civic engagement

Video: Strategies to Grow an Advocacy Network

connecting the dots: how to grow your grassroots advocacy webinar

In the third episode of our mini-series, "How to Grow Your Grassroots Advocacy Network", our guest, Brian Cannon, Executive Director of OneVirginia2021, discusses the basics of lobbying and how branding influences grassroots advocacy. Brian brings over a decade of experience in non-profit leadership, community building, fundraising, and bipartisan advocacy for state policy issues. Click below to view the second installment of a three-part web series:  

Transcript below:  

Can you tell us a little bit about how your General Assembly session went? And maybe some of the highlights?

We had highlights and lowlights. I will say we went into the General Assembly session with about 35 thousand supporters, but because of what we were able to do over the session, we have about 46 thousand- so we had an almost 30% increase in our supporters, mostly because of the software of Muster. I’m serious, I’m very happy to plug you guys for that. We had a lot of  success in the state senate, we had more success in the state house then we’d ever had before, but not enough to push us over the finish line. But, what we take from that is - it’s not just one and done, we’ve got a couple more years to get redistricting reform in Virginia, to fix the process. But, you’ve got to count your wins. You have to count every little step as a win. And you’ve got to give your supporters a chance to have their voice be heard by their legislator because I think, you know, we’re a conduit. I can go out and I can have a conversation with a senator or a delegate and they appreciate that, and then maybe I’ll tell them something about the policy they didn’t know, but when they hear the passion from the people back home about this issue, that’s what’s really going to drive their decisions. We’re just a conduit for that passion. And the easiest way to do that is through Muster, through emails, through phone calls, no one called the General Assembly more than we did this session and I’m really proud about that. We do regular emails and petitions like that as well. We had a really great social presence throughout session. And we had a lot of people show up at lobby day because they felt engaged, because they were able to make calls, it was a great session for us. I hate losing at the end of the day, but there were so many little wins that stacked up so it was a pretty good one for us.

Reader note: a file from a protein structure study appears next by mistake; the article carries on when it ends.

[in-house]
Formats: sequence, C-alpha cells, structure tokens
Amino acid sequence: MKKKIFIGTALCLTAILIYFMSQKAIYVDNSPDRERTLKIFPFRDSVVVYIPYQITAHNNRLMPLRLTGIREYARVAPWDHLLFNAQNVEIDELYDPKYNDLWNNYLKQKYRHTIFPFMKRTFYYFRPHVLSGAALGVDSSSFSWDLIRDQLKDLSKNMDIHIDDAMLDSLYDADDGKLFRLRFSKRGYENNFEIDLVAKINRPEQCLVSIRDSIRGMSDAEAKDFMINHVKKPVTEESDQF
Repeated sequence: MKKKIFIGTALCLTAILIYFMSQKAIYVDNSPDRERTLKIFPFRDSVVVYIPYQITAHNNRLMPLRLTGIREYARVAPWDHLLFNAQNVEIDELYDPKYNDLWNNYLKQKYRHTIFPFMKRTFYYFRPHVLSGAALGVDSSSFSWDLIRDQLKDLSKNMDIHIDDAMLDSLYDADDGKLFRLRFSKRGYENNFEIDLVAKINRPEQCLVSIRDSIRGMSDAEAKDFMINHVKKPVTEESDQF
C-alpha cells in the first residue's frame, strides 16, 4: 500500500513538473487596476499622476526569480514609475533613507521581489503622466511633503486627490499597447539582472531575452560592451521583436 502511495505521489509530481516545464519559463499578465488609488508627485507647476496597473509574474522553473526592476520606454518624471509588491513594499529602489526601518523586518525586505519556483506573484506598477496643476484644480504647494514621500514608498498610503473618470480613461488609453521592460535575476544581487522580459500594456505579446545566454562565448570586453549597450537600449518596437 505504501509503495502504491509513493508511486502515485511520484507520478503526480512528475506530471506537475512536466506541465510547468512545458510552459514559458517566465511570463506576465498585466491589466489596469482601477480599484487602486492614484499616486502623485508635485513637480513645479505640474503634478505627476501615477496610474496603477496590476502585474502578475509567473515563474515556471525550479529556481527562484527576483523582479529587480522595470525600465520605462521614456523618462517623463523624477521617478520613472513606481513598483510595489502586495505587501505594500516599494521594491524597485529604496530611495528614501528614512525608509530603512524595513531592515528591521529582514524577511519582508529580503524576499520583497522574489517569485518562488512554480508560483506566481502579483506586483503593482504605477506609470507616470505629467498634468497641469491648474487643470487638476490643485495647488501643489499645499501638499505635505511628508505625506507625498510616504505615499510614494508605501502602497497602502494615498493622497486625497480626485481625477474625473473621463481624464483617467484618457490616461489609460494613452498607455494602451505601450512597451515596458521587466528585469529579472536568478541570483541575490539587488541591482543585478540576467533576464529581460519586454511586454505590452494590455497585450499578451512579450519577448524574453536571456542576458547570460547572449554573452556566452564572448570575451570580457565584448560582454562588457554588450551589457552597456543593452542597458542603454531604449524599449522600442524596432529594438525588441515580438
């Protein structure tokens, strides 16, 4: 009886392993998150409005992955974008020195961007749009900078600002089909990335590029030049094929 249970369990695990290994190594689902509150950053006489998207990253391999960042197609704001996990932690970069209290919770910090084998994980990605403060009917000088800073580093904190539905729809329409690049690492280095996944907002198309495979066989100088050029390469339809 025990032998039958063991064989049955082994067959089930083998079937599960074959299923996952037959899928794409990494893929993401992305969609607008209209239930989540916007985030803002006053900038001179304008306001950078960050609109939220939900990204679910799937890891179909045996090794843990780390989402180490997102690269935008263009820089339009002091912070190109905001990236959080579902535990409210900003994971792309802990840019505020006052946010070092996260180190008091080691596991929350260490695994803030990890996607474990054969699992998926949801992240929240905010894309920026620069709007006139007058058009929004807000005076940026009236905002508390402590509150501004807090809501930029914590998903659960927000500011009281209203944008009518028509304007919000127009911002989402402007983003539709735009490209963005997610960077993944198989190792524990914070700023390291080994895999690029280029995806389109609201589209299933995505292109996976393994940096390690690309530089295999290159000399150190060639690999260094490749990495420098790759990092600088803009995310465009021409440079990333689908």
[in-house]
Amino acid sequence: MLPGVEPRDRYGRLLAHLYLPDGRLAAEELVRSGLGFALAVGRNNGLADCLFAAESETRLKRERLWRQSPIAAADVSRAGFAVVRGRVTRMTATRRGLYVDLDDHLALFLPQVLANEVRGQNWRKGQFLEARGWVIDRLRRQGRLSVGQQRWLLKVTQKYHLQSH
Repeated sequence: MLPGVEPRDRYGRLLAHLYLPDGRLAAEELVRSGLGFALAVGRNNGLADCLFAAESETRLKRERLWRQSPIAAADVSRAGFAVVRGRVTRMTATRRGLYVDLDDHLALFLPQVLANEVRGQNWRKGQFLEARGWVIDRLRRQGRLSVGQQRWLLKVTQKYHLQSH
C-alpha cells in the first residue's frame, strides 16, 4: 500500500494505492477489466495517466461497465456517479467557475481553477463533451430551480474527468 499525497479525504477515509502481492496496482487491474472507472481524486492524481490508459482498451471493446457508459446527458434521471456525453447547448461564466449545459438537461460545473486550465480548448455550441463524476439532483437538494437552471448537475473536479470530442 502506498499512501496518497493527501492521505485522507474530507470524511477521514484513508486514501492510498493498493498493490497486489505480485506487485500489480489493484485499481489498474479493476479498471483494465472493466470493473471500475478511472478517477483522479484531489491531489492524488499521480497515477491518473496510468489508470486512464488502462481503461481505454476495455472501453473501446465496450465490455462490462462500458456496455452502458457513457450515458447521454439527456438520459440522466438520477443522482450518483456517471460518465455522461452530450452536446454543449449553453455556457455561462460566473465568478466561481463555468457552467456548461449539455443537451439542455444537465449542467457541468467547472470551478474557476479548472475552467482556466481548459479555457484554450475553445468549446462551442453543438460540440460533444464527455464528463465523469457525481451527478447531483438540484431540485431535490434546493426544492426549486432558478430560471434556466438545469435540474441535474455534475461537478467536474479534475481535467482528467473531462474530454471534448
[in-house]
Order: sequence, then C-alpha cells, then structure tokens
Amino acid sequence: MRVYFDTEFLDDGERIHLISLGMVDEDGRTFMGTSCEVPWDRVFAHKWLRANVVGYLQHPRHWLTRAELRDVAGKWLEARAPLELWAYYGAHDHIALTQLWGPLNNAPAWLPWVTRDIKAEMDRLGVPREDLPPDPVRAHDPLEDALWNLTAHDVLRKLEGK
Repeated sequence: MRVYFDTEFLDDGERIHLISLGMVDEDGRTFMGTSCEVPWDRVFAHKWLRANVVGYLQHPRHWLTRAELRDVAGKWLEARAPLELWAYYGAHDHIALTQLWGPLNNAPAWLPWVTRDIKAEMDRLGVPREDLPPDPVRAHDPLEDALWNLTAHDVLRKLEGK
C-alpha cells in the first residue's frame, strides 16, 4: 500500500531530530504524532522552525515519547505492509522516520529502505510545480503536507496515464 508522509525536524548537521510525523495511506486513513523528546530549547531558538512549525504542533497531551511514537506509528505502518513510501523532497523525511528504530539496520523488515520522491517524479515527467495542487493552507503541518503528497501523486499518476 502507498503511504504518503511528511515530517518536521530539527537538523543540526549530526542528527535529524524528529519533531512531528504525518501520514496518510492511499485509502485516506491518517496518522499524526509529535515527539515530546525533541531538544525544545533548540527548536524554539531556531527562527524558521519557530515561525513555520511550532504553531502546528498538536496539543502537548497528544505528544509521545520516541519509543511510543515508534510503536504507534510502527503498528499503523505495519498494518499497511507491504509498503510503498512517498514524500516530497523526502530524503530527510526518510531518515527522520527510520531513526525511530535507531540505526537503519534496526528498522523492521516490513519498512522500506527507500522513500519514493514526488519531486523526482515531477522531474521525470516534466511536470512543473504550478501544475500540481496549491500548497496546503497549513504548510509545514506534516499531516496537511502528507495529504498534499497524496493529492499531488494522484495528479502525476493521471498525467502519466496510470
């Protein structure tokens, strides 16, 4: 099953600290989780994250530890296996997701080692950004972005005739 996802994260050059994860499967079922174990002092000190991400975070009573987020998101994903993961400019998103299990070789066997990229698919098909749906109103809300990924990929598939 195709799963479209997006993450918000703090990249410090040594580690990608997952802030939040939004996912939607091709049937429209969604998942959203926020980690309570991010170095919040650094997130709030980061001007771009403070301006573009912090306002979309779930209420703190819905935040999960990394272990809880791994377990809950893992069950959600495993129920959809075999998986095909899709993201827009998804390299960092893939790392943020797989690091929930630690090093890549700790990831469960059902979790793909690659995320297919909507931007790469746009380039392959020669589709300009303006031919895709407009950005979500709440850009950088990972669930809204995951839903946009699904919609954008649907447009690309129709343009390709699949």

Are there some insights you gained this year about growing your advocacy network that you’d be willing to share?